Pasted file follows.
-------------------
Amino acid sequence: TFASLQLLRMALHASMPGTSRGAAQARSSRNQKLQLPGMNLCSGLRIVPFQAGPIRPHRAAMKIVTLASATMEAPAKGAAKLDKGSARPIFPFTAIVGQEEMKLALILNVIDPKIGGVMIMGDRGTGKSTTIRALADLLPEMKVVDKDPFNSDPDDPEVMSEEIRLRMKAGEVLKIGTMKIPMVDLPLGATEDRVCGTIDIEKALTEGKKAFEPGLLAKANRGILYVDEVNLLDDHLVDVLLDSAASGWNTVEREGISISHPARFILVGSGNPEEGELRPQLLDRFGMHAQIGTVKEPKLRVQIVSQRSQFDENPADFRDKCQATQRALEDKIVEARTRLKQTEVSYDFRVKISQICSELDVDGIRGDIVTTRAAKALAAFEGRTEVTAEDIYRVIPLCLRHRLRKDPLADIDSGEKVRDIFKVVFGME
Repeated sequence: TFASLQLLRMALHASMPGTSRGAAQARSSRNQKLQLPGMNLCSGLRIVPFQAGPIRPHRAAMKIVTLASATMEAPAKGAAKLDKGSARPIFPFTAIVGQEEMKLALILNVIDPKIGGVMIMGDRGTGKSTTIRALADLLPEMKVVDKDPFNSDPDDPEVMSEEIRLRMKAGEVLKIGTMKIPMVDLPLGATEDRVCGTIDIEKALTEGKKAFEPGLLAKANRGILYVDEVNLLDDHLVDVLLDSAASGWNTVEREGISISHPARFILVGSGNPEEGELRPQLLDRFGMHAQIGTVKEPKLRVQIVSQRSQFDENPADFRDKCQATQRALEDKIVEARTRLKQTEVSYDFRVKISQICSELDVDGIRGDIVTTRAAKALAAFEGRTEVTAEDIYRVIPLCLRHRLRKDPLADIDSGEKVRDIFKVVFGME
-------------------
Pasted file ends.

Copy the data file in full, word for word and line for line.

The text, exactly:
Amino acid sequence: TFASLQLLRMALHASMPGTSRGAAQARSSRNQKLQLPGMNLCSGLRIVPFQAGPIRPHRAAMKIVTLASATMEAPAKGAAKLDKGSARPIFPFTAIVGQEEMKLALILNVIDPKIGGVMIMGDRGTGKSTTIRALADLLPEMKVVDKDPFNSDPDDPEVMSEEIRLRMKAGEVLKIGTMKIPMVDLPLGATEDRVCGTIDIEKALTEGKKAFEPGLLAKANRGILYVDEVNLLDDHLVDVLLDSAASGWNTVEREGISISHPARFILVGSGNPEEGELRPQLLDRFGMHAQIGTVKEPKLRVQIVSQRSQFDENPADFRDKCQATQRALEDKIVEARTRLKQTEVSYDFRVKISQICSELDVDGIRGDIVTTRAAKALAAFEGRTEVTAEDIYRVIPLCLRHRLRKDPLADIDSGEKVRDIFKVVFGME
Repeated sequence: TFASLQLLRMALHASMPGTSRGAAQARSSRNQKLQLPGMNLCSGLRIVPFQAGPIRPHRAAMKIVTLASATMEAPAKGAAKLDKGSARPIFPFTAIVGQEEMKLALILNVIDPKIGGVMIMGDRGTGKSTTIRALADLLPEMKVVDKDPFNSDPDDPEVMSEEIRLRMKAGEVLKIGTMKIPMVDLPLGATEDRVCGTIDIEKALTEGKKAFEPGLLAKANRGILYVDEVNLLDDHLVDVLLDSAASGWNTVEREGISISHPARFILVGSGNPEEGELRPQLLDRFGMHAQIGTVKEPKLRVQIVSQRSQFDENPADFRDKCQATQRALEDKIVEARTRLKQTEVSYDFRVKISQICSELDVDGIRGDIVTTRAAKALAAFEGRTEVTAEDIYRVIPLCLRHRLRKDPLADIDSGEKVRDIFKVVFGME